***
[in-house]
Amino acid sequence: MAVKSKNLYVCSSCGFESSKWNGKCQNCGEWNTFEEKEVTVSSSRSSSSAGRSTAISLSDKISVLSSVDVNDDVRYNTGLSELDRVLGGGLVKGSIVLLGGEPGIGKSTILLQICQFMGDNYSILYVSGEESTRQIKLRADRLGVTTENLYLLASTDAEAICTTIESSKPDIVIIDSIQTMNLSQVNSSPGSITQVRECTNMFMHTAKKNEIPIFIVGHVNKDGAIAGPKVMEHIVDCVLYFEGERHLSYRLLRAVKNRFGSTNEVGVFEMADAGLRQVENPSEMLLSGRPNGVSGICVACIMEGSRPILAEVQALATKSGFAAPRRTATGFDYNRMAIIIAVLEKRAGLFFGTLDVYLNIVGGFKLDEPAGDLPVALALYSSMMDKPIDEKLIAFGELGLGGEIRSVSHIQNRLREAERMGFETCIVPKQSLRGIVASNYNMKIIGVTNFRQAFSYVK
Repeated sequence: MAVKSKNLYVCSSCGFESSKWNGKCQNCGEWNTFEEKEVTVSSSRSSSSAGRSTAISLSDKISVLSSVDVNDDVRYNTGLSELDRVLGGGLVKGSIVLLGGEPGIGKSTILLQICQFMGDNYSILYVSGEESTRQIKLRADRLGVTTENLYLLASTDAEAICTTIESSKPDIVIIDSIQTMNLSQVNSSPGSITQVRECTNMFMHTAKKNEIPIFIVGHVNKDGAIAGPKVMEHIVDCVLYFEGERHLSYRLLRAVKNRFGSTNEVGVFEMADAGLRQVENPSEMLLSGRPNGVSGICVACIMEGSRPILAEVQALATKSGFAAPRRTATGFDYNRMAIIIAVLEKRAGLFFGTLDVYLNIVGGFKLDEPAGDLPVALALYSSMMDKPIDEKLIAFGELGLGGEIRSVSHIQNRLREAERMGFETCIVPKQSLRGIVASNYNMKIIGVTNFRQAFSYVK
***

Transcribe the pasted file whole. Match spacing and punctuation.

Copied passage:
[in-house]
Amino acid sequence: MAVKSKNLYVCSSCGFESSKWNGKCQNCGEWNTFEEKEVTVSSSRSSSSAGRSTAISLSDKISVLSSVDVNDDVRYNTGLSELDRVLGGGLVKGSIVLLGGEPGIGKSTILLQICQFMGDNYSILYVSGEESTRQIKLRADRLGVTTENLYLLASTDAEAICTTIESSKPDIVIIDSIQTMNLSQVNSSPGSITQVRECTNMFMHTAKKNEIPIFIVGHVNKDGAIAGPKVMEHIVDCVLYFEGERHLSYRLLRAVKNRFGSTNEVGVFEMADAGLRQVENPSEMLLSGRPNGVSGICVACIMEGSRPILAEVQALATKSGFAAPRRTATGFDYNRMAIIIAVLEKRAGLFFGTLDVYLNIVGGFKLDEPAGDLPVALALYSSMMDKPIDEKLIAFGELGLGGEIRSVSHIQNRLREAERMGFETCIVPKQSLRGIVASNYNMKIIGVTNFRQAFSYVK
Repeated sequence: MAVKSKNLYVCSSCGFESSKWNGKCQNCGEWNTFEEKEVTVSSSRSSSSAGRSTAISLSDKISVLSSVDVNDDVRYNTGLSELDRVLGGGLVKGSIVLLGGEPGIGKSTILLQICQFMGDNYSILYVSGEESTRQIKLRADRLGVTTENLYLLASTDAEAICTTIESSKPDIVIIDSIQTMNLSQVNSSPGSITQVRECTNMFMHTAKKNEIPIFIVGHVNKDGAIAGPKVMEHIVDCVLYFEGERHLSYRLLRAVKNRFGSTNEVGVFEMADAGLRQVENPSEMLLSGRPNGVSGICVACIMEGSRPILAEVQALATKSGFAAPRRTATGFDYNRMAIIIAVLEKRAGLFFGTLDVYLNIVGGFKLDEPAGDLPVALALYSSMMDKPIDEKLIAFGELGLGGEIRSVSHIQNRLREAERMGFETCIVPKQSLRGIVASNYNMKIIGVTNFRQAFSYVK